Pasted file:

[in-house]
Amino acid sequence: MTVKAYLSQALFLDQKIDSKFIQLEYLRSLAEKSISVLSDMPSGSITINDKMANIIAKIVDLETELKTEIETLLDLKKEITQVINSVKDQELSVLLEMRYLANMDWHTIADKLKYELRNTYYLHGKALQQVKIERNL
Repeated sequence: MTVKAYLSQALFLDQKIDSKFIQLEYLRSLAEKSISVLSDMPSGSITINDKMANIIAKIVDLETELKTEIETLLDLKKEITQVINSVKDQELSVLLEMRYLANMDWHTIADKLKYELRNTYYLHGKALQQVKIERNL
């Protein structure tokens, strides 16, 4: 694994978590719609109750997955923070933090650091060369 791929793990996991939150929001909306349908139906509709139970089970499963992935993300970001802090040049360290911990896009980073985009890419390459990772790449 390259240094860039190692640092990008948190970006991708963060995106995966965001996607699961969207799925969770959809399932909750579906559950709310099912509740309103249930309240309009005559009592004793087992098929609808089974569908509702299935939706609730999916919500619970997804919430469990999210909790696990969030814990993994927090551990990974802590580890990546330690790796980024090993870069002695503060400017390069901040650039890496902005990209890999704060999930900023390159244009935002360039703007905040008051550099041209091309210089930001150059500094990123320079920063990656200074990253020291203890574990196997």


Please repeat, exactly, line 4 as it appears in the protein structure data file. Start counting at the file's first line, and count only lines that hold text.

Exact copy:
């Protein structure tokens, strides 16, 4: 694994978590719609109750997955923070933090650091060369 791929793990996991939150929001909306349908139906509709139970089970499963992935993300970001802090040049360290911990896009980073985009890419390459990772790449 390259240094860039190692640092990008948190970006991708963060995106995966965001996607699961969207799925969770959809399932909750579906559950709310099912509740309103249930309240309009005559009592004793087992098929609808089974569908509702299935939706609730999916919500619970997804919430469990999210909790696990969030814990993994927090551990990974802590580890990546330690790796980024090993870069002695503060400017390069901040650039890496902005990209890999704060999930900023390159244009935002360039703007905040008051550099041209091309210089930001150059500094990123320079920063990656200074990253020291203890574990196997």